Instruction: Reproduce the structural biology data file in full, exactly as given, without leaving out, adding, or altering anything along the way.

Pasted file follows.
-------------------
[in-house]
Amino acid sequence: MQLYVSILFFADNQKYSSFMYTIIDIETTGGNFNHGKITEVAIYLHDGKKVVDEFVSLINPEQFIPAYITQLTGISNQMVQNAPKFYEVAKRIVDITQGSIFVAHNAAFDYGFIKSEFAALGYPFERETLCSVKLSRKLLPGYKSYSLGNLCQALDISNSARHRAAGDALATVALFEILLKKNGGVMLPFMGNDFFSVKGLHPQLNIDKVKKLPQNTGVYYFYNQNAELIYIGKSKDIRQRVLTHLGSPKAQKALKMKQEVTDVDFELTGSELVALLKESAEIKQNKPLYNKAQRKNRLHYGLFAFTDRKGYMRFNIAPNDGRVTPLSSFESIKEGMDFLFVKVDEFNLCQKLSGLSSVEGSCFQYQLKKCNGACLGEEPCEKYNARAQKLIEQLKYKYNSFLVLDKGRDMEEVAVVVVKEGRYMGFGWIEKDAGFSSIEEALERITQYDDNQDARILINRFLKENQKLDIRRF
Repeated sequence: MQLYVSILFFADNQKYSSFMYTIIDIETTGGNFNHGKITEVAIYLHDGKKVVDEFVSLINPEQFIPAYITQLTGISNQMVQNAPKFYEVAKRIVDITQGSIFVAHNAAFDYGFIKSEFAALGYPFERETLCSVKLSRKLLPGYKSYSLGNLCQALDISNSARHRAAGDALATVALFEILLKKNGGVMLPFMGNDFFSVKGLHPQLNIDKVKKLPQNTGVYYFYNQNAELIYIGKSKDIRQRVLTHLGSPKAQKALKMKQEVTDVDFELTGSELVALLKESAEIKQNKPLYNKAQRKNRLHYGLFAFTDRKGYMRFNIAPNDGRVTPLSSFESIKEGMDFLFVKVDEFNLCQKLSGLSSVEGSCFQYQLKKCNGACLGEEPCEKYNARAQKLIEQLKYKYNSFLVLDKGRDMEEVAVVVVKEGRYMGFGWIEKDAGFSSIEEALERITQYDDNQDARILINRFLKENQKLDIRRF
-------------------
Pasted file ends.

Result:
[in-house]
Amino acid sequence: MQLYVSILFFADNQKYSSFMYTIIDIETTGGNFNHGKITEVAIYLHDGKKVVDEFVSLINPEQFIPAYITQLTGISNQMVQNAPKFYEVAKRIVDITQGSIFVAHNAAFDYGFIKSEFAALGYPFERETLCSVKLSRKLLPGYKSYSLGNLCQALDISNSARHRAAGDALATVALFEILLKKNGGVMLPFMGNDFFSVKGLHPQLNIDKVKKLPQNTGVYYFYNQNAELIYIGKSKDIRQRVLTHLGSPKAQKALKMKQEVTDVDFELTGSELVALLKESAEIKQNKPLYNKAQRKNRLHYGLFAFTDRKGYMRFNIAPNDGRVTPLSSFESIKEGMDFLFVKVDEFNLCQKLSGLSSVEGSCFQYQLKKCNGACLGEEPCEKYNARAQKLIEQLKYKYNSFLVLDKGRDMEEVAVVVVKEGRYMGFGWIEKDAGFSSIEEALERITQYDDNQDARILINRFLKENQKLDIRRF
Repeated sequence: MQLYVSILFFADNQKYSSFMYTIIDIETTGGNFNHGKITEVAIYLHDGKKVVDEFVSLINPEQFIPAYITQLTGISNQMVQNAPKFYEVAKRIVDITQGSIFVAHNAAFDYGFIKSEFAALGYPFERETLCSVKLSRKLLPGYKSYSLGNLCQALDISNSARHRAAGDALATVALFEILLKKNGGVMLPFMGNDFFSVKGLHPQLNIDKVKKLPQNTGVYYFYNQNAELIYIGKSKDIRQRVLTHLGSPKAQKALKMKQEVTDVDFELTGSELVALLKESAEIKQNKPLYNKAQRKNRLHYGLFAFTDRKGYMRFNIAPNDGRVTPLSSFESIKEGMDFLFVKVDEFNLCQKLSGLSSVEGSCFQYQLKKCNGACLGEEPCEKYNARAQKLIEQLKYKYNSFLVLDKGRDMEEVAVVVVKEGRYMGFGWIEKDAGFSSIEEALERITQYDDNQDARILINRFLKENQKLDIRRF